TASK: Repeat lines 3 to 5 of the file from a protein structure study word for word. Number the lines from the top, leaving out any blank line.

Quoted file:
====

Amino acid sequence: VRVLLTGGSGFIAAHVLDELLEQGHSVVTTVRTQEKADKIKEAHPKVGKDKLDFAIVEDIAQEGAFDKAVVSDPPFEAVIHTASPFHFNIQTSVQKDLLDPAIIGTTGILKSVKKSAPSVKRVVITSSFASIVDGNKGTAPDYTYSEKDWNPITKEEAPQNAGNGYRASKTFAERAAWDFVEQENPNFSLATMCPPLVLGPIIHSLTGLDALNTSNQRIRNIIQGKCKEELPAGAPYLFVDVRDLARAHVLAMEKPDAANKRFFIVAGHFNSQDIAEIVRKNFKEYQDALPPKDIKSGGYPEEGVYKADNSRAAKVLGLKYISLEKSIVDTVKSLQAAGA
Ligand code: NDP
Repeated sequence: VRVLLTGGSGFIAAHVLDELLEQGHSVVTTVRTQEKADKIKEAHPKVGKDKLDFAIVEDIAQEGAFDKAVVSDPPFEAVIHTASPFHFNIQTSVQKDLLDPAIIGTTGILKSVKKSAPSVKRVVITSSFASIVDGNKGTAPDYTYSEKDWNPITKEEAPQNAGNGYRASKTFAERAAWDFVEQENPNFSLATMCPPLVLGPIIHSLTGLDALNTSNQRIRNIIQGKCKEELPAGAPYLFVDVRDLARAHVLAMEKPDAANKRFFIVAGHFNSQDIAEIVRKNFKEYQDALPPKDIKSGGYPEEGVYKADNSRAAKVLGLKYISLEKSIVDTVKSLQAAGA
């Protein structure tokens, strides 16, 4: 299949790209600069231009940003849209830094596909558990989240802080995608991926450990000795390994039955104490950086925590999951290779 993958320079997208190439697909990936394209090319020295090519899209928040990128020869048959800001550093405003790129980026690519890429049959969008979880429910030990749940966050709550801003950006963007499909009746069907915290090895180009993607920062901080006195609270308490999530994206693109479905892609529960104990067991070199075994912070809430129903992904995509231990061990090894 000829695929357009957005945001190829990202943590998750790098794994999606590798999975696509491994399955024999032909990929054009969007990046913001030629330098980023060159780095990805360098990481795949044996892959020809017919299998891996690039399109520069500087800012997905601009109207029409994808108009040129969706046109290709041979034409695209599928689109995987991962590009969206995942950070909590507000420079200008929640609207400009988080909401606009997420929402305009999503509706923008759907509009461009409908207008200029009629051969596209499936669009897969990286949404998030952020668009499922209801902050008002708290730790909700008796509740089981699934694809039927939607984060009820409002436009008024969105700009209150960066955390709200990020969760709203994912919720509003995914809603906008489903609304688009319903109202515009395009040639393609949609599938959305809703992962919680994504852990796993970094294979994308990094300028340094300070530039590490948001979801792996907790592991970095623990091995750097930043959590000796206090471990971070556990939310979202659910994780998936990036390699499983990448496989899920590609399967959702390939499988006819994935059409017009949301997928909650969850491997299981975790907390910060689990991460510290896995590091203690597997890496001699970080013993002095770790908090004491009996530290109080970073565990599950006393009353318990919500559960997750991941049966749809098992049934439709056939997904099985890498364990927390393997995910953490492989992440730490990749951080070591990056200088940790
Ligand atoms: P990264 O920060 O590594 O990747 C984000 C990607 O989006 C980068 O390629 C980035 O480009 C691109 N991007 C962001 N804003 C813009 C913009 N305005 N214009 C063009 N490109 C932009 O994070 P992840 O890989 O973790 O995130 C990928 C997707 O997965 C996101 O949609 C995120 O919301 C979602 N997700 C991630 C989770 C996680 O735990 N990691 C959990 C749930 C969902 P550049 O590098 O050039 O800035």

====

Repeated sequence: VRVLLTGGSGFIAAHVLDELLEQGHSVVTTVRTQEKADKIKEAHPKVGKDKLDFAIVEDIAQEGAFDKAVVSDPPFEAVIHTASPFHFNIQTSVQKDLLDPAIIGTTGILKSVKKSAPSVKRVVITSSFASIVDGNKGTAPDYTYSEKDWNPITKEEAPQNAGNGYRASKTFAERAAWDFVEQENPNFSLATMCPPLVLGPIIHSLTGLDALNTSNQRIRNIIQGKCKEELPAGAPYLFVDVRDLARAHVLAMEKPDAANKRFFIVAGHFNSQDIAEIVRKNFKEYQDALPPKDIKSGGYPEEGVYKADNSRAAKVLGLKYISLEKSIVDTVKSLQAAGA
């Protein structure tokens, strides 16, 4: 299949790209600069231009940003849209830094596909558990989240802080995608991926450990000795390994039955104490950086925590999951290779 993958320079997208190439697909990936394209090319020295090519899209928040990128020869048959800001550093405003790129980026690519890429049959969008979880429910030990749940966050709550801003950006963007499909009746069907915290090895180009993607920062901080006195609270308490999530994206693109479905892609529960104990067991070199075994912070809430129903992904995509231990061990090894 000829695929357009957005945001190829990202943590998750790098794994999606590798999975696509491994399955024999032909990929054009969007990046913001030629330098980023060159780095990805360098990481795949044996892959020809017919299998891996690039399109520069500087800012997905601009109207029409994808108009040129969706046109290709041979034409695209599928689109995987991962590009969206995942950070909590507000420079200008929640609207400009988080909401606009997420929402305009999503509706923008759907509009461009409908207008200029009629051969596209499936669009897969990286949404998030952020668009499922209801902050008002708290730790909700008796509740089981699934694809039927939607984060009820409002436009008024969105700009209150960066955390709200990020969760709203994912919720509003995914809603906008489903609304688009319903109202515009395009040639393609949609599938959305809703992962919680994504852990796993970094294979994308990094300028340094300070530039590490948001979801792996907790592991970095623990091995750097930043959590000796206090471990971070556990939310979202659910994780998936990036390699499983990448496989899920590609399967959702390939499988006819994935059409017009949301997928909650969850491997299981975790907390910060689990991460510290896995590091203690597997890496001699970080013993002095770790908090004491009996530290109080970073565990599950006393009353318990919500559960997750991941049966749809098992049934439709056939997904099985890498364990927390393997995910953490492989992440730490990749951080070591990056200088940790
Ligand atoms: P990264 O920060 O590594 O990747 C984000 C990607 O989006 C980068 O390629 C980035 O480009 C691109 N991007 C962001 N804003 C813009 C913009 N305005 N214009 C063009 N490109 C932009 O994070 P992840 O890989 O973790 O995130 C990928 C997707 O997965 C996101 O949609 C995120 O919301 C979602 N997700 C991630 C989770 C996680 O735990 N990691 C959990 C749930 C969902 P550049 O590098 O050039 O800035």